Rockin’ Like the Flintstones
After the fondest of farewells to our friends and our home over the past month, we hopped on the back of Nikky and Deepak’s bikes to head to the bus station. Armed with well wishes we boarded an overnight sleeper bus for Hampi. Squeezing into our small, shared cabin we got an initial feeling of claustrophobia. The advertised ac was not very powerful and the beds were slightly too small for us, creating a stifling environment that made breathing fresh air seem impossible. However, as the bus got moving, the ac and plummeting night temperature cooled the bus down and we found ourselves fast asleep, oblivious to the hundreds of kilometers that we traveled.
Waking up and looking outside our tiny windows, we caught our first glimpse of the prehistoric rocks Hampi is famous for. Large boulders stacked on top of one another extend up into the skyline, arousing the desire to climb of many an adventurer.
As the bus pulled up to the station, we unloaded our bags and watched as the police held back a throng of rickshaw drivers and kids trying to sell postcards to us, the lucky first customers of the morning. With a shout they swarmed forward as we walked down the road shouting “No thank you!” to the endless line of Indians trying to court our business. Immediately, the Virupashka temple became visible in the distance with intricate carvings extending all the way to the top. Hampi is famous for its ancient temples and we decided to trek around and see what it had in store.
After scoping out some temples, we had to scratch the climbing itch. Ascending a group of rocks on a hilltop overlooking the main temple, we ran into a family of monkeys who watched our every move. The sight of the boulders and valleys surrounding us conjured images of dinosaurs roaming in our minds. Feeling like the Flintstones, we trekked around to view some more ruins and take on some more climbs.
Spotting a large set of rocks in the distance with a small altar at the very top, we decided to make reaching the altar our goal. Hiking through banana plantations, we passed by an ancient water temple and resisted the urge to combat the sun by jumping in the holy water. After a solid 30 minute trek, we reached the base of our climb.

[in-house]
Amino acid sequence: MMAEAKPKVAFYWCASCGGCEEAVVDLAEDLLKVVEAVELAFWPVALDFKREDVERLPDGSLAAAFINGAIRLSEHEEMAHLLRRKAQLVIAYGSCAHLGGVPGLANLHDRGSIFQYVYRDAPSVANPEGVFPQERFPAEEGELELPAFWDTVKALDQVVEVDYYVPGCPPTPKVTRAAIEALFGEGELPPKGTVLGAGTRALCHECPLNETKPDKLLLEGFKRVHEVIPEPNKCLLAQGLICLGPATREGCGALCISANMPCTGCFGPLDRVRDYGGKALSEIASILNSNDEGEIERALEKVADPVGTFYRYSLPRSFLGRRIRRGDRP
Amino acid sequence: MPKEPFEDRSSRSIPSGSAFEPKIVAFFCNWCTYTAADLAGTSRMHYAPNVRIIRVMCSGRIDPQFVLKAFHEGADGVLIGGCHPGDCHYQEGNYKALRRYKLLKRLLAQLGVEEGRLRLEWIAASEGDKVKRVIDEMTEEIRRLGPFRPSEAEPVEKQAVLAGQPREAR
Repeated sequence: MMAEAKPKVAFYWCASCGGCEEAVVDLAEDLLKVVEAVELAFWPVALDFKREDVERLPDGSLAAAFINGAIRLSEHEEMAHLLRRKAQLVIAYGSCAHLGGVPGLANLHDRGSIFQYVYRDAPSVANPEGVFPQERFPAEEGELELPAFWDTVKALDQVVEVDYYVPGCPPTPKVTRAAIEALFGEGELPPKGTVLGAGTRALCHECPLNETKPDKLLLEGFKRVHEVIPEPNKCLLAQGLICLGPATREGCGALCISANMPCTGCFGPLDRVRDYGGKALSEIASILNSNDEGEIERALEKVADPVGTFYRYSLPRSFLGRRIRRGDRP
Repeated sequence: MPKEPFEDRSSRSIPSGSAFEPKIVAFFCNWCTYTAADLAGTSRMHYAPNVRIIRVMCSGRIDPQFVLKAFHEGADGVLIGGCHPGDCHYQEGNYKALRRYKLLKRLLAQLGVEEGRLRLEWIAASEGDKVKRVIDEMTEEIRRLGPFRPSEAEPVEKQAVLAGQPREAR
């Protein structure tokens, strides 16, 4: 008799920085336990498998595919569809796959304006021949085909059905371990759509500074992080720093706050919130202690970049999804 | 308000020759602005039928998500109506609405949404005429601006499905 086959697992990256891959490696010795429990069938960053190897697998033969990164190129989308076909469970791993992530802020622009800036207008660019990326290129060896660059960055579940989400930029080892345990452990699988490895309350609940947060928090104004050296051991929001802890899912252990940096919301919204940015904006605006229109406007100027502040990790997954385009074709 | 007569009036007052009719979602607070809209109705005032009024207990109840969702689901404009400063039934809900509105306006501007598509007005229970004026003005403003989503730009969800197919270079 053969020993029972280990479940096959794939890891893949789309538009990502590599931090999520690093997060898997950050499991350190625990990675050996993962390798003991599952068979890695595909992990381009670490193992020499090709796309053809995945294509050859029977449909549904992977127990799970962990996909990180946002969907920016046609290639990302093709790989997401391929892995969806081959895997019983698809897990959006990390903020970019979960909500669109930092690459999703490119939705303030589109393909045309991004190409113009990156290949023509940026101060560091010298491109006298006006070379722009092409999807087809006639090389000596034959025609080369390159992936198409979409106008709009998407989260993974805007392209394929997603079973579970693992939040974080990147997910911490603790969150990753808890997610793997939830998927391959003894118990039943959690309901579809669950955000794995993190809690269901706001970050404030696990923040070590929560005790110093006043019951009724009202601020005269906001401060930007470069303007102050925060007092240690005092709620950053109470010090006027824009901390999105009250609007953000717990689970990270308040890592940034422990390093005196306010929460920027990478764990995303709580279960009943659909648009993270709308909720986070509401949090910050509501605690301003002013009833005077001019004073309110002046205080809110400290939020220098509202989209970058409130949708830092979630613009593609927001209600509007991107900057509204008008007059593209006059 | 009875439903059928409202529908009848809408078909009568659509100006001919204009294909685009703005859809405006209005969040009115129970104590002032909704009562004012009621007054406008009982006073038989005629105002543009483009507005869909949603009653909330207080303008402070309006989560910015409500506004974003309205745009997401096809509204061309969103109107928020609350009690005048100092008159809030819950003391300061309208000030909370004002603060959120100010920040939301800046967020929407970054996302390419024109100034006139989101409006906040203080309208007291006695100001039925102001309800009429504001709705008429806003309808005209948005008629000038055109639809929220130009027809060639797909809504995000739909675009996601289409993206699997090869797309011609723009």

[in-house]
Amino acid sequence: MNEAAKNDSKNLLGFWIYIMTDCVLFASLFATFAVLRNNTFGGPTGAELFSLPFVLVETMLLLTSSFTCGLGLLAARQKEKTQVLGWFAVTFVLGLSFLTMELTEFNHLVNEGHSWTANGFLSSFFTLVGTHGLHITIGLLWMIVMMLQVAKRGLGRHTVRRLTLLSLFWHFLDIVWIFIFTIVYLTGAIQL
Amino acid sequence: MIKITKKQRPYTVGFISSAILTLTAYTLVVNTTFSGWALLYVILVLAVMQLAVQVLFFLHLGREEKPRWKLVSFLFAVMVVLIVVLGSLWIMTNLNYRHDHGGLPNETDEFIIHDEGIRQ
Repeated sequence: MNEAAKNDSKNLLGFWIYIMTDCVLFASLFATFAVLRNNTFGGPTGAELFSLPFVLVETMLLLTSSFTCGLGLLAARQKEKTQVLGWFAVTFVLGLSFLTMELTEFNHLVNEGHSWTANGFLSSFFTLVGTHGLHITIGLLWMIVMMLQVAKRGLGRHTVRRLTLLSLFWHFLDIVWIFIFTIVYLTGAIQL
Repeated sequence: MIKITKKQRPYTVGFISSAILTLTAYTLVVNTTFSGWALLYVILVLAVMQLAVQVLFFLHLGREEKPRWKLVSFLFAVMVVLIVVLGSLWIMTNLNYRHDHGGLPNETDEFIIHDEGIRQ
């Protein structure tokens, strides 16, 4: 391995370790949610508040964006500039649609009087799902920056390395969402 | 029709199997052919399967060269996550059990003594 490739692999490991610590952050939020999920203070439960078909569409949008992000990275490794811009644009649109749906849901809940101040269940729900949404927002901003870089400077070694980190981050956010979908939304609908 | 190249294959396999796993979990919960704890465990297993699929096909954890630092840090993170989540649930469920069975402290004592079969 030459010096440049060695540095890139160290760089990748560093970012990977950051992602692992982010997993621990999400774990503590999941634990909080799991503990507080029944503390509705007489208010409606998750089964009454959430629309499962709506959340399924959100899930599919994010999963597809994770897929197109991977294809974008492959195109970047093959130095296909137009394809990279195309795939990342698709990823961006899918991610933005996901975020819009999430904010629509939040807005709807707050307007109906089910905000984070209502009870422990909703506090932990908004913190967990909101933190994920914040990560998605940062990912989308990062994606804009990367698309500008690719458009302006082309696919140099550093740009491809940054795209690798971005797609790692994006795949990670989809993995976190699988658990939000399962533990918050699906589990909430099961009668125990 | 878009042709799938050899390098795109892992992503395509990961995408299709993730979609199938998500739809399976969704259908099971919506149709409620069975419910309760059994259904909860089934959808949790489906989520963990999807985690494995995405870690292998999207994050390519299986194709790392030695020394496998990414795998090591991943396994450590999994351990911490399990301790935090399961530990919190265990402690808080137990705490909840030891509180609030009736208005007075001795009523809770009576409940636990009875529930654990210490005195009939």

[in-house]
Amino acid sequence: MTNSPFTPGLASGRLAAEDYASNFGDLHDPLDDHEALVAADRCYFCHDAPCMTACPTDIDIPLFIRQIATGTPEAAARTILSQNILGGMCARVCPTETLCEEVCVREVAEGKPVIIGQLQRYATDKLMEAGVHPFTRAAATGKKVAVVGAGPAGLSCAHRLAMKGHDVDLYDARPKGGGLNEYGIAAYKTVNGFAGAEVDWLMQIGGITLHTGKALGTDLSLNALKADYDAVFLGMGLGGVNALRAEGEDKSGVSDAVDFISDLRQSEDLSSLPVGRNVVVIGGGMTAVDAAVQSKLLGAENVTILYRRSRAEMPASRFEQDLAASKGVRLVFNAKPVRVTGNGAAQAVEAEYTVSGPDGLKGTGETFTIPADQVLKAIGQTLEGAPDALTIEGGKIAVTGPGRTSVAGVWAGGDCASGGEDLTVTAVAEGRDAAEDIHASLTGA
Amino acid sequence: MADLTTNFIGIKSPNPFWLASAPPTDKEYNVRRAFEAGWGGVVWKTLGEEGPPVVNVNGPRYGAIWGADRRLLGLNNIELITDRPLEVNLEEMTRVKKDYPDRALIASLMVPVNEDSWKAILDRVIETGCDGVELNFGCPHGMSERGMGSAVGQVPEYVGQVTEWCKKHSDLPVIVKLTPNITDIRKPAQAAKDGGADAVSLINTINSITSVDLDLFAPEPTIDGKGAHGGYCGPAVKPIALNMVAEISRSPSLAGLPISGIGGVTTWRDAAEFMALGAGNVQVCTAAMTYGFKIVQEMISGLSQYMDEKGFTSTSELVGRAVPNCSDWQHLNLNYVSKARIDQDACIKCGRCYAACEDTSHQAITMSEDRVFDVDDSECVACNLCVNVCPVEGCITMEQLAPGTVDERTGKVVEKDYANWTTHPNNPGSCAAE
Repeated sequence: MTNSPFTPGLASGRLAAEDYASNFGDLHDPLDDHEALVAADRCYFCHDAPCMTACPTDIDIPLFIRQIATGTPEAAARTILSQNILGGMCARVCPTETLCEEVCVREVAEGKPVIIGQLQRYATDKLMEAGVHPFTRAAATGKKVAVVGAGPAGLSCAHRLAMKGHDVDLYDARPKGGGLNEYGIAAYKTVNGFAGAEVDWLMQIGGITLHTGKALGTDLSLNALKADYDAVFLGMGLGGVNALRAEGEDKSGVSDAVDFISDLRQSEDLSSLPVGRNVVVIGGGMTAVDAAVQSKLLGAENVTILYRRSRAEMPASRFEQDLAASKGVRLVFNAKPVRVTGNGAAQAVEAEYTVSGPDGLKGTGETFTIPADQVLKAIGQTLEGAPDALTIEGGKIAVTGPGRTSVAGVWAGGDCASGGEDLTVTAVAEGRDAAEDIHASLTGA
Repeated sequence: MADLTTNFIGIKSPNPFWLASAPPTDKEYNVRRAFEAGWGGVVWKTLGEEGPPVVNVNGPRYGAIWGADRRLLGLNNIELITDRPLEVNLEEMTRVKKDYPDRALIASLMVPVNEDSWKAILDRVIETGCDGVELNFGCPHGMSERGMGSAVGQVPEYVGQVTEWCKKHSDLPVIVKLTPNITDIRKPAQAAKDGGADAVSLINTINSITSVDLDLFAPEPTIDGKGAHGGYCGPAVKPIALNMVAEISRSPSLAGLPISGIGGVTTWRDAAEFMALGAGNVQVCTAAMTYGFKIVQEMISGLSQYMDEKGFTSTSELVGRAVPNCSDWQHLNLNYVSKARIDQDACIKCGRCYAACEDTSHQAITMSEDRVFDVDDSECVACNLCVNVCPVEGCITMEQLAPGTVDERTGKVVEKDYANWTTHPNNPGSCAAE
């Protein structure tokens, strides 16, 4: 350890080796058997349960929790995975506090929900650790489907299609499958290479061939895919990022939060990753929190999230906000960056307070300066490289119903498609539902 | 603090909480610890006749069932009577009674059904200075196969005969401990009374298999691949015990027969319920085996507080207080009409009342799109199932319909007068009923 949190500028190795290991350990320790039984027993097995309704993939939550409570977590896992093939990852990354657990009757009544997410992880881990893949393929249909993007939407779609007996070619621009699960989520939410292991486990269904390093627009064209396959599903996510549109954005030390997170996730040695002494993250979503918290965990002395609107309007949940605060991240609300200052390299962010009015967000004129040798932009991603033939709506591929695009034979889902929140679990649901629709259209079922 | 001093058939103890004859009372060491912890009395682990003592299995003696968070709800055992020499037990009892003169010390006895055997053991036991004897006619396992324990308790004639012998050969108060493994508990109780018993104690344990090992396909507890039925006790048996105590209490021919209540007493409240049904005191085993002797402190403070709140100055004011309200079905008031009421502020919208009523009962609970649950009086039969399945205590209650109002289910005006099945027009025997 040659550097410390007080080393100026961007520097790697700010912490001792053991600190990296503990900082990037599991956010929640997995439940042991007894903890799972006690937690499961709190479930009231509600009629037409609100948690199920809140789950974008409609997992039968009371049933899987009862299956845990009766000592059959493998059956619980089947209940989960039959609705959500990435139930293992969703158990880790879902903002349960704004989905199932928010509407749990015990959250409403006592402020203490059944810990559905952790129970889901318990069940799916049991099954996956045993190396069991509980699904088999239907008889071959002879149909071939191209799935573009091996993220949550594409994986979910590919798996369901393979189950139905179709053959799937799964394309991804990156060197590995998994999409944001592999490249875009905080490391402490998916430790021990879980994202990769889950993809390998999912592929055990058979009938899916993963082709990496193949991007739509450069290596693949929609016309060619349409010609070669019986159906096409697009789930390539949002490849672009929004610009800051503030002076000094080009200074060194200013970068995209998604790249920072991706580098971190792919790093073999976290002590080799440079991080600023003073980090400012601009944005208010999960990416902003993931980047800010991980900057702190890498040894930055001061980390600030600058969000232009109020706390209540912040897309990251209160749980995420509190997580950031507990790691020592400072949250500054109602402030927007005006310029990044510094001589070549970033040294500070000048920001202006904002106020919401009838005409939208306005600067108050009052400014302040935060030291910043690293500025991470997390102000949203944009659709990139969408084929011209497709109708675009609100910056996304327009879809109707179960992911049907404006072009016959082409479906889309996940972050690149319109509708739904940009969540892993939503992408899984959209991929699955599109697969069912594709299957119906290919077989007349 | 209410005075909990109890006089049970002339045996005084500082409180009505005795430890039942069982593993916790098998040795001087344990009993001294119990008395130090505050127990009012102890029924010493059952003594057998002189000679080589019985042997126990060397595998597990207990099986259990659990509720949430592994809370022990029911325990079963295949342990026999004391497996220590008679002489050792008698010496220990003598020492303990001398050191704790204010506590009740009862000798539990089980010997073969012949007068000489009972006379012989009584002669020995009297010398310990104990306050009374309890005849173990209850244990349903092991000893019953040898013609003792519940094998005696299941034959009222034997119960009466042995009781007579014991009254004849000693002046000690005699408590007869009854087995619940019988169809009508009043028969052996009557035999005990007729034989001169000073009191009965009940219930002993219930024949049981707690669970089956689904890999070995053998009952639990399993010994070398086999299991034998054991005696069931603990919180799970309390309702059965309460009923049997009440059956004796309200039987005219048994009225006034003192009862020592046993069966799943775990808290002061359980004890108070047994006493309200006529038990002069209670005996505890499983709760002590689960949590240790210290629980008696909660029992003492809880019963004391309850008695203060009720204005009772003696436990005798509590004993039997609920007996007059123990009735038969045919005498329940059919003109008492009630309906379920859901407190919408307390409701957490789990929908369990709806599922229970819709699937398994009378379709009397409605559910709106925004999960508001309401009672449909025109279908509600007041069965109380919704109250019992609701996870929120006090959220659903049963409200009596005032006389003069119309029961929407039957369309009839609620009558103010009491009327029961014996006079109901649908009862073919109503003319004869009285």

The beginning of the climb started out smoothly with good handholds and rocks without too sharp of an incline. The higher we got, the more the native monkeys seemed to be taunting us. One particular monkey with a black face and a big white bushy beard stayed a few rocks above us, watching our progress (and probably laughing every time we had to brush away dried monkey shit from our next holds).
Arriving at a much steeper rock, we realized the only way up was to transverse the side of the rock using a small crack to hug ourselves into the rock face and shimmy across. Mindful of the death drop below, Gabe got frisky with the rock and made his way to where the crack turned vertical. After a few minutes of route deducing, he powered his way on top of the rock and I took my turn. With a deep breath to calm my pumping heart, I made the journey with a helping hand from Gabe (with my ribs still not 100% I couldn’t extend fully with my left hand and was grateful for Gabe’s assistance.)
Ascending the next couple of boulders we came to a heartbreaking dead end. In order to go any higher, we would have to dino (full out jump and grab onto the top of the rock with both hands) to the boulder above with a fatal drop taunting us. Meditating on the risk/rewards of continuing our climb, we decided that falling was not the type of stoned we would want to be on a Saturday afternoon and reluctantly headed back.
Our conversation with death was not over yet though. Staring at the crack we used earlier to ascend, knowing that one slip would write a death sentence, we said a silent prayer. Gabe made the painstakingly slow descent first, pausing for a solid two minutes to figure out the best holds. After multiple huge exhales, grunts, and “Wooo!”’s, Gabe found himself safely to the other side.
Knowing that I wouldn’t have a helping hand for support on the way down, I saw a tiny crack in the rock face that would allow me to skip the treacherous beginning of the descent. My boots were able to fit through the crack with barely 3 inches to spare as I slowly wiggled my body between the two rocks. Halfway through, my left arm got pinned against my side and I was literally stuck between a rock and a hard place. I pushed off the far wall with my right foot to get the extra space to slide my arm through. Hunching down in the crevice, I was thankful for the few kilos I had lost while in the hospital. Making our way back down the rocky mountain with a fresh respect for life, we trekked some more and made our way back to our guesthouse.
Ravenous from climbing all day, we set out for the Mango Tree upon many local’s recommendation. The restaurant overlooks the small river separating the two sides of Hampi and has an amazing view of the prehistoric landscape. A spicy, local thali filled our bellies for a mere 80 rupees and was washed down with some rich banana cream rice pudding. Afterwards we made our way back to the guesthouse for some night roof yoga and fell asleep while watching Arsenal lose at a local hangout. With the staff awakening us for closing, we groggily made our way back to our rooms for some much needed sleep.